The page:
The Life of Pi ─ (Mostly) Made in Taiwan
If you have not seen Taiwan director Ang Lee’s most recent Oscar-winning work of cinematic art, you must. If you have not ever seen the beautiful Pacific island of Taiwan, once you’ve watched The Life of Pi, you will have.
Pi spends much of his time out on the ocean, first on a freighter and then on a lifeboat. These sequences – most notably the powerful storms and the freighter’s sinking – were filmed in the central city of Taichung at decommissioned Shuinan Airport. This is the site of a wave-generating pool that will be opened to the public as part of a film studio down the road. The pool, equipped with pneumatic wave generators sourced from the USA, is the world’s largest, 75 meters long, 30 wide, and three deep. It is able to create thousands of different wave effects, including waves 12 meters high, using pressure precision-controlled with 12 floodgates. The Taichung city government plans to open a movie park here by 2015, which will feature sound stages, backlots, and an editing complex.
Before his rescue, Pi comes across a magical floating island of banyan trees, their exposed roots everywhere. The incredible environment was not computer-generated; it actually exists, though not on a small floating island. The scenes were filmed on Taiwan’s pristine southeast coast, in Pingtung County, in the White Banyan Park. Managed by the Taiwan Forestry Research Institute (TFRI), the park is currently off-limits to tourists, because the white banyan tree is susceptible to airborne brown root rot, which may be inadvertently introduced should a constant stream of visitors be allowed. Note that there is a collection of the trees nearby ay theHengchun Tropical Botanical Garden in Kenting National Park, on Taiwan’s southern tip. The trees are over a century old; the garden was originally opened in 1906 as a research station by the Japanese, who ruled Taiwan from 1895 to 1945.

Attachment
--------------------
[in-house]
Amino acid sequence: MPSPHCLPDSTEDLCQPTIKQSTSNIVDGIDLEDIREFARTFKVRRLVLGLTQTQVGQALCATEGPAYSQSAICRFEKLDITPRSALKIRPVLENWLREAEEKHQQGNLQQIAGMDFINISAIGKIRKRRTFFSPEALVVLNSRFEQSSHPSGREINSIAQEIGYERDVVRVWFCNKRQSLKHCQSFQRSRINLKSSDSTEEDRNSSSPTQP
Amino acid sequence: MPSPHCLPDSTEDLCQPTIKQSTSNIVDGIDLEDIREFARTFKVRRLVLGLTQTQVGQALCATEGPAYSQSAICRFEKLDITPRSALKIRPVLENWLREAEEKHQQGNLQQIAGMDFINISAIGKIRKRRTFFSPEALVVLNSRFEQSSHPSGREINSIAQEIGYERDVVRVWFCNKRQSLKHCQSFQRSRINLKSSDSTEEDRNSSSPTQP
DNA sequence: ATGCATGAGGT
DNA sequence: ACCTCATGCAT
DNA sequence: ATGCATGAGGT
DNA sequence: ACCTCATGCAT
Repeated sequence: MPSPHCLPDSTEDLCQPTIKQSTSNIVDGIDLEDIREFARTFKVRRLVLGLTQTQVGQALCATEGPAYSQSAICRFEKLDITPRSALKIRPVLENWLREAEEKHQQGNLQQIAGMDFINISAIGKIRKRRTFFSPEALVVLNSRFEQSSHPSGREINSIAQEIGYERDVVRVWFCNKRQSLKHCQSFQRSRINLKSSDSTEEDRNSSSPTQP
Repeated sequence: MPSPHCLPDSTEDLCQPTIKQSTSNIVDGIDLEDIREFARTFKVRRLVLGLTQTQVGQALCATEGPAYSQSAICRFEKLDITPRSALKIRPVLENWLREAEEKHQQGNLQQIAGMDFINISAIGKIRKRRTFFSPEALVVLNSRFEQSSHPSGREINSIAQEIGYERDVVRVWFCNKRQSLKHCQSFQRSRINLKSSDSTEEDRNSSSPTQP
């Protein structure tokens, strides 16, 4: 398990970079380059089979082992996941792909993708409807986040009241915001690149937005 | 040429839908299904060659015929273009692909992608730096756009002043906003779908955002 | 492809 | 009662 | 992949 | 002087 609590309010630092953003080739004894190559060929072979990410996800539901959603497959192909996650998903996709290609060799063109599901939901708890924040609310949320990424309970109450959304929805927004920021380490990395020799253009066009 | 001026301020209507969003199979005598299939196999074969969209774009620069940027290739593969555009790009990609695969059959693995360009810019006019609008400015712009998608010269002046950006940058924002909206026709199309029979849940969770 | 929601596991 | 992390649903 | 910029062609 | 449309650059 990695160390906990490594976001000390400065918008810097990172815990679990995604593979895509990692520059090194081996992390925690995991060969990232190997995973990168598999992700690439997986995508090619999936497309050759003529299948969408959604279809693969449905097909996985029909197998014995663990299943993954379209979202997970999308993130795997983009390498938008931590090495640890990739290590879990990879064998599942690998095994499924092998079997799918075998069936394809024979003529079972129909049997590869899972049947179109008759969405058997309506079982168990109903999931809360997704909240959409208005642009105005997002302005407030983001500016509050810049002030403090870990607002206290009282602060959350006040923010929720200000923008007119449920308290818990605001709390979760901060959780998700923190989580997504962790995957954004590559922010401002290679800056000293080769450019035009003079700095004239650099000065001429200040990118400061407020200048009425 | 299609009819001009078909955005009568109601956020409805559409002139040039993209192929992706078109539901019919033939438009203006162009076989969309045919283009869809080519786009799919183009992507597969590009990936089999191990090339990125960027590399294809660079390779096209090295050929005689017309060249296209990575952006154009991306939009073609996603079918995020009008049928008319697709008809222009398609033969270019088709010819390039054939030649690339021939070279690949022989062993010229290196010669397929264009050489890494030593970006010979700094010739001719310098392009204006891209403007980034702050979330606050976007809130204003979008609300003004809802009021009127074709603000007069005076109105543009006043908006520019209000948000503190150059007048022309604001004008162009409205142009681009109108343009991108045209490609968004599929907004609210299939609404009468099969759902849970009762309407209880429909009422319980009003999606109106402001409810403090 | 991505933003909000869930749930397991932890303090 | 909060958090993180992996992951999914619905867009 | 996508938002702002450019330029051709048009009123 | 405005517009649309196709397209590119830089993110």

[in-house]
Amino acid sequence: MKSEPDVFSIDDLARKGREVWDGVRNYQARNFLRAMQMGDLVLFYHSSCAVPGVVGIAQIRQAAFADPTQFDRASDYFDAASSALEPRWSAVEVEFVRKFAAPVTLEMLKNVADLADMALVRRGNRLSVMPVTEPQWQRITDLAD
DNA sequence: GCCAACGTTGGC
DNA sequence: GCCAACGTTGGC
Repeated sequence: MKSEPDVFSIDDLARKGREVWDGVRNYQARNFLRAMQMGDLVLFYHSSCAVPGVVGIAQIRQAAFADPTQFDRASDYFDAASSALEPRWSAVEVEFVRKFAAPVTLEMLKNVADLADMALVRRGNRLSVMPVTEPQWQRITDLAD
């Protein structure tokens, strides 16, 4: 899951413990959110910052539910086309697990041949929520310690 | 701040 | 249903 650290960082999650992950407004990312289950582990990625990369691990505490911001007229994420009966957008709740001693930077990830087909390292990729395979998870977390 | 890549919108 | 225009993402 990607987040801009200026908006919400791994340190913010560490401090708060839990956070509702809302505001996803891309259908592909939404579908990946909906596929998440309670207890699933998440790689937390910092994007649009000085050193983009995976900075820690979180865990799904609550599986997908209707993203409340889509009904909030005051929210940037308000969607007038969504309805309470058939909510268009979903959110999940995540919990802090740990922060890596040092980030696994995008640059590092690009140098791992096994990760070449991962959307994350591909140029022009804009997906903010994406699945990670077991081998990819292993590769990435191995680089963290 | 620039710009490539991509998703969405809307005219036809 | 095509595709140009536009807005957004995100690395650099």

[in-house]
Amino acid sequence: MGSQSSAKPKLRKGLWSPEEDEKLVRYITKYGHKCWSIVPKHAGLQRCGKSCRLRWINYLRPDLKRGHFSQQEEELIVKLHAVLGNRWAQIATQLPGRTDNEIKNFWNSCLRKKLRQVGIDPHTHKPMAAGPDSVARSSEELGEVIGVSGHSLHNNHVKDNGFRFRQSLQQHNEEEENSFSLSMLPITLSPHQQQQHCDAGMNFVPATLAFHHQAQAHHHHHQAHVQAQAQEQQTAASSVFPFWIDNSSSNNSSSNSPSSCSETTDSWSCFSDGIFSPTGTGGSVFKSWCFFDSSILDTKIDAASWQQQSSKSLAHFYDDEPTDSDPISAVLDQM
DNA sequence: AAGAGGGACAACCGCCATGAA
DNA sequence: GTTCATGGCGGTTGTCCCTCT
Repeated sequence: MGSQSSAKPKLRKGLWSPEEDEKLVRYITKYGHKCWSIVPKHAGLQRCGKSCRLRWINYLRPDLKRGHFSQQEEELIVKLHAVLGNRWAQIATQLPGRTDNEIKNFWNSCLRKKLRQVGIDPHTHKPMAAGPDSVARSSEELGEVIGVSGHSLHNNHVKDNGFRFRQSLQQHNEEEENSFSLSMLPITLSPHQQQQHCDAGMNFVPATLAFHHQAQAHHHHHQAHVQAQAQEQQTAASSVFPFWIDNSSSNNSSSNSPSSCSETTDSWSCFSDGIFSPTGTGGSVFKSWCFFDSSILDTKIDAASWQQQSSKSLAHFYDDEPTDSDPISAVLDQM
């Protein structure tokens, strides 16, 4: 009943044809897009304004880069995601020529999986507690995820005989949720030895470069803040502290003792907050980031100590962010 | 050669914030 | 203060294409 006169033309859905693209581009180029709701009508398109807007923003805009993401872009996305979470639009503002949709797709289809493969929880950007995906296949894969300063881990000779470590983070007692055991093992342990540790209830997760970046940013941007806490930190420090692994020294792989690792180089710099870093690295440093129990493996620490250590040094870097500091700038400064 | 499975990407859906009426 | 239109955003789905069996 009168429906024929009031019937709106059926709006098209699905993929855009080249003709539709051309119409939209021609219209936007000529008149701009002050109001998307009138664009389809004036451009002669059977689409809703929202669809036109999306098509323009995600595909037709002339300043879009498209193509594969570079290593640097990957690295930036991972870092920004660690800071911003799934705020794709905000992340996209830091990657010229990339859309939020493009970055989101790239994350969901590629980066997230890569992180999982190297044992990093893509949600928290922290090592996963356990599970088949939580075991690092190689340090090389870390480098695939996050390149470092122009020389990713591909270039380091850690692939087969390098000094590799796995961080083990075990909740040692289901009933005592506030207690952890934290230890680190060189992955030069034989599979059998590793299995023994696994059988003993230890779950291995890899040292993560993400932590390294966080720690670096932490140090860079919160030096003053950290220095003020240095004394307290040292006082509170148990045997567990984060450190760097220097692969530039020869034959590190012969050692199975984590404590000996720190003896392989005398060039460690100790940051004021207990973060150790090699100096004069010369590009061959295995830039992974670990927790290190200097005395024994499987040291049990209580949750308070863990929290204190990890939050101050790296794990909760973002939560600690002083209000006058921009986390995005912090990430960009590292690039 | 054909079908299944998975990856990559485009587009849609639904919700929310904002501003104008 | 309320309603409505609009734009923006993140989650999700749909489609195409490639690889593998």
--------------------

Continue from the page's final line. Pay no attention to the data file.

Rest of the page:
Pi finally drifts ashore on a beautiful deserted white-sand beach in tropical Mexico. You can visit the bay – in Kenting National Park. Baishawan/White Sand Bay, 500 meters long, is on the park’s west side. Framed by coral reef, the sand is made of fine shell fragments. The tranquil bay, comparatively secluded, offers fine swimming, snorkeling, and scuba diving, and there are water-activity gear-rental outlets nearby. It was declared “Best Kept Secret” in Beach Tomato.com’s 2011 Travel Awards, the editors proclaiming that “this oriental sandy treasure has been kept hushed behind monumental evergreens…. This is a tropical beach paradise…”
Read full article from Taiwan The Heart Of Asia News & Events
Useful information :
Taichung City: http://eng.taiwan.net.tw/m1.aspx?sNo=0002112&key
Kenting National Park: http://eng.taiwan.net.tw/m1.aspx?sNo=0002122&id=421
Pingtung County: http://eng.taiwan.net.tw/m1.aspx?sNo=0002122&key
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